Children's Awareness of the Spoken & Written Language Relationship

Instructor: Ginna Wilkerson

Virginia has a Master's degree in Curriculum and Development and a Ph.D. in English

Print Awareness is an important element for young children associating writing and reading with spoken language. Understanding the symbolic nature of letters and words can add greatly to reading acquisition.

Spoken Language

We all know from experience that even very young children understand when we are speaking to them, and that the sounds they hear are intended to ''mean'' something. As parents and others talk to them in the daily environment of home and community, toddlers acquire spoken language as a natural by-product of wanting to know and communicate. All people have an innate desire to exchange spoken words for the purpose of getting things we want and avoiding things we don't want.

The Symbolic Nature of Reading and Writing

We might say that children are initiated into the idea of symbolic structure when they realize that one thing ''stands for'' another. This concept is a fundamental element of discussions about language for philosophers, linguists, and educators. Letters and words written on paper or on the computer screen are not the same as drawings or pictures. Strung together in a specific sequence, written language becomes communication. As we learn to read and write, we associate the way words ''look'' with the way they sound. This print awareness helps prepare children for reading and writing.

Print Awareness in Action
Gran Reading

Print Awareness in the Real World

Most toddlers who are on track developmentally with language acquisition can describe many things in their immediate environment. They can tell you what they want (and what they don't want), and even a simple version of something that happened in their experience. They probably also recognize pictures and symbols of common items in the home. When you get a snack item from the pantry and ask if the child would like a snack, he or she will likely say out loud the name of a favorite snack choice. Then you can point out the words on the package that ''stand for'' the spoken name.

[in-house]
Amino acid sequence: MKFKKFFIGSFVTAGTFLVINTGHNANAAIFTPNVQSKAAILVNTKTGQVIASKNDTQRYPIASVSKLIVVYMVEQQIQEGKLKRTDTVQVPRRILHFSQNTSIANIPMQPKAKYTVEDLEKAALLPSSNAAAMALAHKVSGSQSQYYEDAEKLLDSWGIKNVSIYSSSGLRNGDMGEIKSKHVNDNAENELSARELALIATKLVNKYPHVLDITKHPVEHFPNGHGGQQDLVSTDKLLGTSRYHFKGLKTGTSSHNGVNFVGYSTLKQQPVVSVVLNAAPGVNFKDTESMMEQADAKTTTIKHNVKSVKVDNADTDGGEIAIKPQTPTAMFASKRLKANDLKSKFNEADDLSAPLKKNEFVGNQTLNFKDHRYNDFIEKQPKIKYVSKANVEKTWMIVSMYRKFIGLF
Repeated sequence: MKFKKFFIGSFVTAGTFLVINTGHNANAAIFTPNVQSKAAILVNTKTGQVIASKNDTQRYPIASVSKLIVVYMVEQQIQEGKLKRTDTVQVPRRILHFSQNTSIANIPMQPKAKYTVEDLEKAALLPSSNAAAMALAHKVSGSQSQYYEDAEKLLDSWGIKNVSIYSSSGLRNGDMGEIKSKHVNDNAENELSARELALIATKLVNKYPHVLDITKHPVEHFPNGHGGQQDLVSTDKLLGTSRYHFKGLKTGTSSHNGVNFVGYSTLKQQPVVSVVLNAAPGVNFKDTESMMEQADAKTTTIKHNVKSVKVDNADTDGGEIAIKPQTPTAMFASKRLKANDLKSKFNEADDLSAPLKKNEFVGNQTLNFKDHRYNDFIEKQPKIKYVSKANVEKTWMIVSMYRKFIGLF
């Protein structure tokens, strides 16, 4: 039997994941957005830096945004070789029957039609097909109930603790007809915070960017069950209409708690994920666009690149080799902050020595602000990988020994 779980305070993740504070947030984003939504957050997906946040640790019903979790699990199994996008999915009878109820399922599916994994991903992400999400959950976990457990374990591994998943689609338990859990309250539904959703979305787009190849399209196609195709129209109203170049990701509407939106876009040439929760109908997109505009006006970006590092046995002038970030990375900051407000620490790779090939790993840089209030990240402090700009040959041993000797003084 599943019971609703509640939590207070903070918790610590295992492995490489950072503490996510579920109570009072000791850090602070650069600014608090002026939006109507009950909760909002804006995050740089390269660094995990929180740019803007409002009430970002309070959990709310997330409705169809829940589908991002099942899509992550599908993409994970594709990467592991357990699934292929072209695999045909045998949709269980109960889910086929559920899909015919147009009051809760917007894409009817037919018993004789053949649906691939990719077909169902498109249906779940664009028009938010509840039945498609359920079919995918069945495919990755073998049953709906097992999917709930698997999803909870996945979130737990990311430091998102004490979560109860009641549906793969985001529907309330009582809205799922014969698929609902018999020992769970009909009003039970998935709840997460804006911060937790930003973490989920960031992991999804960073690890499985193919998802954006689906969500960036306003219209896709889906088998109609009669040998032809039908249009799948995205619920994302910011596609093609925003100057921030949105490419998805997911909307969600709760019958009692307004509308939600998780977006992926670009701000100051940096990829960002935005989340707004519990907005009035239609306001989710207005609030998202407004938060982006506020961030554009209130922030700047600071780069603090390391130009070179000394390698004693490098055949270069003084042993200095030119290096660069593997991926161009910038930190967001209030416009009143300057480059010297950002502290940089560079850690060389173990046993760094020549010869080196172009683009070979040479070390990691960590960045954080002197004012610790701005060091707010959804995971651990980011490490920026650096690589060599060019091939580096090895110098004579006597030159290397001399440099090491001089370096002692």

Teaching Names of Common Items in Print
snack labels

For example, a small child may see the golden arches of McDonald's and associate that symbol with a Happy Meal even though he or she can't actually read the letters comprising the words on the sign. This is a perfect opportunity to draw the child's attention to the meaning of the words on the restaurant signs. If they want a Happy Meal, show them where that item is written on the menu.

Interesting street signs that feature both visual images and text give parents and other caregivers a chance to talk about how print text works: another example of encouraging print awareness. An unusual sign like this one is sure to get a small child's attention.

Pairing Words with Images
turtle crossing

Reading Cues

When an adult reads to a child from a book, there are some connections that can be pointed out casually during the process. For example, you might note the title of the book as the ''name'' of the story. Reading the author's name aloud and letting the child know that this is the person who created the story is another example. Then, as you begin the narrative, you might point out the first word in the story as the beginning, and say that you will continue until the end.

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